Each kidney is made of hundreds of thousands of small units called nephrons. These structures filter your blood, help remove waste from the body, and control fluid balance.
In people with diabetes, the nephrons slowly thicken and become scarred over time. The kidneys begin to leak and protein (albumin) passes into the urine. This damage can happen years before any symptoms begin.
Kidney damage is more likely if you:
Have uncontrolled blood sugar
Have high blood pressure
Have type 1 diabetes that began before you were 20 years old
Have family members who also have diabetes and kidney problems
Are African American, Mexican American, or Native American
Often, there are no symptoms as the kidney damage starts and slowly gets worse. Kidney damage can begin 5 to 10 years before symptoms start.
People who have more severe and long-term (chronic) kidney disease may have symptoms such as:
Taking medicine or insulin as instructed by your health care provider
Checking your blood sugar level as often as instructed and keeping a record of your blood sugar numbers so that you know how meals and activities affect your level
OTHER WAYS TO PROTECT YOUR KIDNEYS
Before having an MRI, CT scan, or other imaging test in which you receive a contrast dye, tell the health care provider who is ordering the test that you have diabetes. Contrast dye can cause more damage to your kidneys.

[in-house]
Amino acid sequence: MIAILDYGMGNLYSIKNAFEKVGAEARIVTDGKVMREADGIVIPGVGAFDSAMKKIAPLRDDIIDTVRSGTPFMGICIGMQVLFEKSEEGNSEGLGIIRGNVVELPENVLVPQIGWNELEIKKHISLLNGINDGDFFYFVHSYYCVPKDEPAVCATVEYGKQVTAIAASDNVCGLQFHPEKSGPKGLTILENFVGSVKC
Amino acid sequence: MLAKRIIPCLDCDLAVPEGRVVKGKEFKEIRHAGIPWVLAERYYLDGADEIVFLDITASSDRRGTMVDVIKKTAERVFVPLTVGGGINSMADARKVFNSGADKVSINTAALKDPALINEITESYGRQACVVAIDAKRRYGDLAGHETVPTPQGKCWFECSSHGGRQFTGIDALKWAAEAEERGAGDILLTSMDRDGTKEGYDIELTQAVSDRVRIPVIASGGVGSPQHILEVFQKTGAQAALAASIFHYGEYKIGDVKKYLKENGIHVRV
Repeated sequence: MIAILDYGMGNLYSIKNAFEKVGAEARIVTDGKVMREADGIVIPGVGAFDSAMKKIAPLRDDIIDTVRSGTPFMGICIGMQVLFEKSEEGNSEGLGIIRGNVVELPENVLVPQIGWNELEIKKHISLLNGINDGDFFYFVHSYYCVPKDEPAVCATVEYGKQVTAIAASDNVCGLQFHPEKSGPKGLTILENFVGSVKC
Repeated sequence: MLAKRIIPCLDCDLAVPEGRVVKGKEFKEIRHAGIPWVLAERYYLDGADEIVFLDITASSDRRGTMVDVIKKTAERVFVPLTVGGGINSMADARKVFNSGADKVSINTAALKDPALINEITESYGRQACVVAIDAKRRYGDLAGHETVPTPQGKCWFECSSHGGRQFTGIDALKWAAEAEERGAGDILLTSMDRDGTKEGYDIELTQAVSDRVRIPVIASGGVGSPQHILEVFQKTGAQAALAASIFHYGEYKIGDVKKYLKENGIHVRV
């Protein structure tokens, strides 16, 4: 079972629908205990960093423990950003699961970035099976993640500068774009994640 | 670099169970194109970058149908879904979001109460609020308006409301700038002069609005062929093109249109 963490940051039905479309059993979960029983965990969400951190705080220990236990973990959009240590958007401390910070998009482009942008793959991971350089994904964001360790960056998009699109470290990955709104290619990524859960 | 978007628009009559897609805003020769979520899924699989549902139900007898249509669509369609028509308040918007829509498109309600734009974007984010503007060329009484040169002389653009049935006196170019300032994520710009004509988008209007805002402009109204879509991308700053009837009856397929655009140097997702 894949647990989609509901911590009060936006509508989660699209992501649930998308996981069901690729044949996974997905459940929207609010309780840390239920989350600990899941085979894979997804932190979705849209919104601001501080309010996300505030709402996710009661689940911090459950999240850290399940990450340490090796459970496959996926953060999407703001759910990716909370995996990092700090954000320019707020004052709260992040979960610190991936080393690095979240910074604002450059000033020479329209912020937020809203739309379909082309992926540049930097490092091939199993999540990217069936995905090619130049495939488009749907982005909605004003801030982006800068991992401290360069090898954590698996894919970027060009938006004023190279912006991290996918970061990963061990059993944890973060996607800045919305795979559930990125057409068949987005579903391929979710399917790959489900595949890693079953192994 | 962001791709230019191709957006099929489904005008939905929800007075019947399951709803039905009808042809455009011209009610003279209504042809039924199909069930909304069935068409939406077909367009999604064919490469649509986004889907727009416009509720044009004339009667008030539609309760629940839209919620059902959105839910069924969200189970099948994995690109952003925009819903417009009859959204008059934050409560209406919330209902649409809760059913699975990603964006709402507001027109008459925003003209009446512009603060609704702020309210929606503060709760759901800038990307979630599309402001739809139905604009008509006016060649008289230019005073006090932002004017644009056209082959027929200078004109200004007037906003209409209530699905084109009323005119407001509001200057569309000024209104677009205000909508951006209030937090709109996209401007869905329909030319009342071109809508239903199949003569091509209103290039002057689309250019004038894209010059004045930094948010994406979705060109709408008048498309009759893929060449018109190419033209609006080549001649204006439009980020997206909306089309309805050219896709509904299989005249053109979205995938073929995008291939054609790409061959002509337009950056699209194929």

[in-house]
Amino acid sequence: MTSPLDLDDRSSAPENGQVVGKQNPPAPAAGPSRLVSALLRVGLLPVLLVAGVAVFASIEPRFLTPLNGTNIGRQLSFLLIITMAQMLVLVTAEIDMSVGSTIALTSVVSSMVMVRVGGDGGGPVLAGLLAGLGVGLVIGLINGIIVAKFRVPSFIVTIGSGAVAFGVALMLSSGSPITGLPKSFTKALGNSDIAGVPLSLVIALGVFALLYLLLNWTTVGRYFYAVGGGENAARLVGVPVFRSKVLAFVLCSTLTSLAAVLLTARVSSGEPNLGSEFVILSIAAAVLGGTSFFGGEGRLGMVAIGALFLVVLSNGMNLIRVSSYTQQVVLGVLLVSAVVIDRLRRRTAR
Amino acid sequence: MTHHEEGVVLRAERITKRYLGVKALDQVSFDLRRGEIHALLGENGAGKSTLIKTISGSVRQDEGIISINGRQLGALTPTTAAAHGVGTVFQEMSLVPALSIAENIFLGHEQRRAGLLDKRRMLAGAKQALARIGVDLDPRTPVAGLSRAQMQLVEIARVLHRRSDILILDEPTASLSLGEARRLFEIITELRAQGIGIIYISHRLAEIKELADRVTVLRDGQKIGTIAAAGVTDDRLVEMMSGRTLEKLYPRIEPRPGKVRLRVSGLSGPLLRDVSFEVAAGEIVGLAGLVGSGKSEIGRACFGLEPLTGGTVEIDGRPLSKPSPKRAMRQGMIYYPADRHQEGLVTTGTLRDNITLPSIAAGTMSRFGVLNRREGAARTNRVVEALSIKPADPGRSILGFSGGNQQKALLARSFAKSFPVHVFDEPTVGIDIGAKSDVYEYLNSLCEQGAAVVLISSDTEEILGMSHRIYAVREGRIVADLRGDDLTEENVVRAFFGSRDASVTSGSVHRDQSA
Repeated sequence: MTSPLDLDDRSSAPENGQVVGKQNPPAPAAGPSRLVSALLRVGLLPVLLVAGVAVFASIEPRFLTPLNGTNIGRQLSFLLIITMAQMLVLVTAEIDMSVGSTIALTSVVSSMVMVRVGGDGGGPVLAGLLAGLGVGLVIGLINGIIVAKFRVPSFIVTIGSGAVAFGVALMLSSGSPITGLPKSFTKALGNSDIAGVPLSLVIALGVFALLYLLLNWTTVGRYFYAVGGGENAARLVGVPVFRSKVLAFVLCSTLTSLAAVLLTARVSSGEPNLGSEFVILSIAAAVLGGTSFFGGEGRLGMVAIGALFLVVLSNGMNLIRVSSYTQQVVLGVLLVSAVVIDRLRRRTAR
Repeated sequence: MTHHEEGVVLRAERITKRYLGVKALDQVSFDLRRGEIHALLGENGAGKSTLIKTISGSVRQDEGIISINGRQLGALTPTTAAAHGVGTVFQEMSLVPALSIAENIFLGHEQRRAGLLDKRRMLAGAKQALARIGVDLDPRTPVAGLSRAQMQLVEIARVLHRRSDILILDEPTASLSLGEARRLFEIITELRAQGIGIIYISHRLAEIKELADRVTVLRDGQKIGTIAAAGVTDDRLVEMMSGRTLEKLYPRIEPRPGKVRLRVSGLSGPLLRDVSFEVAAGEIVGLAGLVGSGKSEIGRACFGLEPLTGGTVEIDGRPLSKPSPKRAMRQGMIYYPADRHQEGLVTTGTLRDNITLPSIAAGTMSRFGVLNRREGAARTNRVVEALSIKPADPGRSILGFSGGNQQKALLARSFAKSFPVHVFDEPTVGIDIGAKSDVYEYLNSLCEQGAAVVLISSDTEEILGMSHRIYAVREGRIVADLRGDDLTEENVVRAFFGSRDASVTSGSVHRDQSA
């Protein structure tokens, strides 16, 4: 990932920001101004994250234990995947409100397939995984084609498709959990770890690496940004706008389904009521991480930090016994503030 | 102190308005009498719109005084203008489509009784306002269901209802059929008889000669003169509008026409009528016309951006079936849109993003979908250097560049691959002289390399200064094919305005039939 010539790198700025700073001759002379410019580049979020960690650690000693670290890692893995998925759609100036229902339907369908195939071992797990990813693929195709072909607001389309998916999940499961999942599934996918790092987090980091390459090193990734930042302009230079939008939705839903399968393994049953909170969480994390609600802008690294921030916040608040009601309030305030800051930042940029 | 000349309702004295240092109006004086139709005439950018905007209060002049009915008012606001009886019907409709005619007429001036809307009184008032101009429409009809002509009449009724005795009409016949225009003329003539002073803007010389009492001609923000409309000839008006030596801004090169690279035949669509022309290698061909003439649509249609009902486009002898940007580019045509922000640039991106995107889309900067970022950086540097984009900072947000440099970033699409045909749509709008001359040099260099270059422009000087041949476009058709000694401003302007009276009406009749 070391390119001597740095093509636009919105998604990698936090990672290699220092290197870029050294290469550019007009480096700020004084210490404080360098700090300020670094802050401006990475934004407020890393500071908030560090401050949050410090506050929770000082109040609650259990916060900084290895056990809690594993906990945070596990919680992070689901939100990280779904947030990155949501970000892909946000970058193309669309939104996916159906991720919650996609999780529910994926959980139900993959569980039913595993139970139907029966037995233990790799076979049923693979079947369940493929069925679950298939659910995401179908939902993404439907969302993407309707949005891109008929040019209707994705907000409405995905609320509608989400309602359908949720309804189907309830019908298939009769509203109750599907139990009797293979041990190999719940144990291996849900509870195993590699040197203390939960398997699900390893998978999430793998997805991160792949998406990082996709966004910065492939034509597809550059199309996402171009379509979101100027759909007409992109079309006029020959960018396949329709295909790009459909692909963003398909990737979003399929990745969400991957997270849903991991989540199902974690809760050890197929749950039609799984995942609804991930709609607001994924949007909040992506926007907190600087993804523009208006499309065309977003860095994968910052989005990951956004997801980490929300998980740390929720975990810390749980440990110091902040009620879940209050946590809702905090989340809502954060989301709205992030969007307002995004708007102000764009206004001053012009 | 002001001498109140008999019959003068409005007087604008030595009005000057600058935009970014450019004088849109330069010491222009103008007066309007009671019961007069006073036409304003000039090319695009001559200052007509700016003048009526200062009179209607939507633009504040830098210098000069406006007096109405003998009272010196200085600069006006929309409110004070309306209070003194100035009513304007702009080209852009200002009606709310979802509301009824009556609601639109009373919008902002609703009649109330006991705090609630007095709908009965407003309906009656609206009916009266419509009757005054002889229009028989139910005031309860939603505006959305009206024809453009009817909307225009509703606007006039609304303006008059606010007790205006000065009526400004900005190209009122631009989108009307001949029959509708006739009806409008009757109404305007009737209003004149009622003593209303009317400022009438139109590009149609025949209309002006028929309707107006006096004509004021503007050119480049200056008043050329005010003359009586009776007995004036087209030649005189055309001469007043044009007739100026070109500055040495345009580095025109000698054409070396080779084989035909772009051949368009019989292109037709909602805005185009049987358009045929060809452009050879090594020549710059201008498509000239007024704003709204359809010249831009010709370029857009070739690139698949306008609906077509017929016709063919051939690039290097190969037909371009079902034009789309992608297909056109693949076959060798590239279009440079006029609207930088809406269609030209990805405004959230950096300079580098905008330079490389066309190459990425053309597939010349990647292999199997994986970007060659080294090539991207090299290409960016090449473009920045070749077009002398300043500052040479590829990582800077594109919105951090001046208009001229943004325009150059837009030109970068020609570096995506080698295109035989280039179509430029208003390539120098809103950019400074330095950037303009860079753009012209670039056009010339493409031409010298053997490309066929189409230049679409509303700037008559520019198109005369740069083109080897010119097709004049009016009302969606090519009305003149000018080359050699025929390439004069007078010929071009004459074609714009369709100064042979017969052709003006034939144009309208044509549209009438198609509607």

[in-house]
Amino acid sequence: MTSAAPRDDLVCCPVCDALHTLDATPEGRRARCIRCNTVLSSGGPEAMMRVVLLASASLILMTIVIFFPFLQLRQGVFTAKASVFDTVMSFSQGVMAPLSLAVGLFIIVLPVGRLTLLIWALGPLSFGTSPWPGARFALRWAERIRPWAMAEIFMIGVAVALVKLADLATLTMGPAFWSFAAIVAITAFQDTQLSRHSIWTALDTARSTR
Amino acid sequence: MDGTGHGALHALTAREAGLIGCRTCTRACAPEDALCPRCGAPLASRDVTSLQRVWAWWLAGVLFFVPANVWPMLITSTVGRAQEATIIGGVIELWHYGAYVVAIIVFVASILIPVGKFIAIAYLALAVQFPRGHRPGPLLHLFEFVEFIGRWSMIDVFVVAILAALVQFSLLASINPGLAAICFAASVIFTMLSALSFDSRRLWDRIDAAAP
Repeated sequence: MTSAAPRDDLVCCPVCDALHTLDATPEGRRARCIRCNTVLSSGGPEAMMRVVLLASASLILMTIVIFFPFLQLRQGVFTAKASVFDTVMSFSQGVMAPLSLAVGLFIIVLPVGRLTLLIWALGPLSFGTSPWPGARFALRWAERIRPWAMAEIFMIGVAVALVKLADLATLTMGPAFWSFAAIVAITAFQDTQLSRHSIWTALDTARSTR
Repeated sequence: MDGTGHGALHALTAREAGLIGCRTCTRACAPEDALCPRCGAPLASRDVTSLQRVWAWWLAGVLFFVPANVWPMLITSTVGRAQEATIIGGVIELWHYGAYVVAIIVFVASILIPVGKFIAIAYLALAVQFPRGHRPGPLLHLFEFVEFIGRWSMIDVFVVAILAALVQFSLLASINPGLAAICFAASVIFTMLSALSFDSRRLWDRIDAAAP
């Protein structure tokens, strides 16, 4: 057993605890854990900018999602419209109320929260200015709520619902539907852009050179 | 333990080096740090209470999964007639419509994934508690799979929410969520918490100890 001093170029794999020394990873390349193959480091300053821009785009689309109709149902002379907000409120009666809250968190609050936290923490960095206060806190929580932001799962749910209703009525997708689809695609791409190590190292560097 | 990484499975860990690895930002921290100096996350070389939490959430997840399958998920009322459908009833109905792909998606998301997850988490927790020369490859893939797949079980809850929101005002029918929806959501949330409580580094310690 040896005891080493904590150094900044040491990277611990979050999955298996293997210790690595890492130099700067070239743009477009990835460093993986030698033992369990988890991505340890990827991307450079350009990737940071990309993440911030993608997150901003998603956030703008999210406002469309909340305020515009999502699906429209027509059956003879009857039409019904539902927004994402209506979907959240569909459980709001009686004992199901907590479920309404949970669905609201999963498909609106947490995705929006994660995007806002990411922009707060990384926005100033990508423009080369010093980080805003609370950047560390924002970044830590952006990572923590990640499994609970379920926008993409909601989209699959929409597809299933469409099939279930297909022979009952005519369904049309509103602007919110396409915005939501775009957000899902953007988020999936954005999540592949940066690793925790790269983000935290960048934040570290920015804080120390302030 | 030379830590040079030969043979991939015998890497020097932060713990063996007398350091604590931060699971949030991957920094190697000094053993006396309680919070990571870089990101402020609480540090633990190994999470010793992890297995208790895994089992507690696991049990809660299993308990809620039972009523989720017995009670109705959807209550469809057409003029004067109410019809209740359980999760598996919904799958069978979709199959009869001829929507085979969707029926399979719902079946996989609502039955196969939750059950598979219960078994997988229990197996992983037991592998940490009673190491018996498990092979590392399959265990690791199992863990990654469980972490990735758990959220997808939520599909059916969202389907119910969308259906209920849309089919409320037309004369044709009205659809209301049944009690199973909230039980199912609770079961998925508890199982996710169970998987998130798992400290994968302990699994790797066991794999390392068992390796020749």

Before taking an NSAID pain medicine, such as ibuprofen or naproxen, ask your health care provider if there is another kind of medicine that you can take instead. NSAIDs can damage the kidneys, especially when you use them often.
Know the signs of urinary tract infections and get them treated right away.
Many resources can help you understand more about diabetes. You can also learn ways to manage your kidney disease.
The health care provider may need to stop some of your medicines because they can harm your kidneys if diabetic nephropathy is getting worse.
Diabetic kidney disease is a major cause of sickness and death in people with diabetes. It can lead to the need for dialysis or a kidney transplant.
When to Contact a Medical Professional
Call your health care provider if you have diabetes and you have not had a urine test to check for protein.
American Diabetes Association. Standards of medical care in diabetes -- 2014. Diabetes Care. 2014;37 Suppl 1:S14-S80.
National Kidney Foundation. KDOQI Clinical practice guideline for diabetes and CKD: 2012 update. Am J Kidney Dis. 2012;60:850-886.
Parving H, Mauer M, Fioretto P, et al. Diabetic nephropathy. In: Taal MW, Chertow GM, Marsden PA, et al., eds. Brenner and Rector's The Kidney. 9th ed. Philadelphia, PA: Saunders Elsevier; 2011:chap 38.
Brent Wisse, MD, Associate Professor of Medicine, Division of Metabolism, Endocrinology & Nutrition, University of Washington School of Medicine, Seattle, WA. Also reviewed by David Zieve, MD, MHA, Isla Ogilvie, PhD, and the A.D.A.M. Editorial team.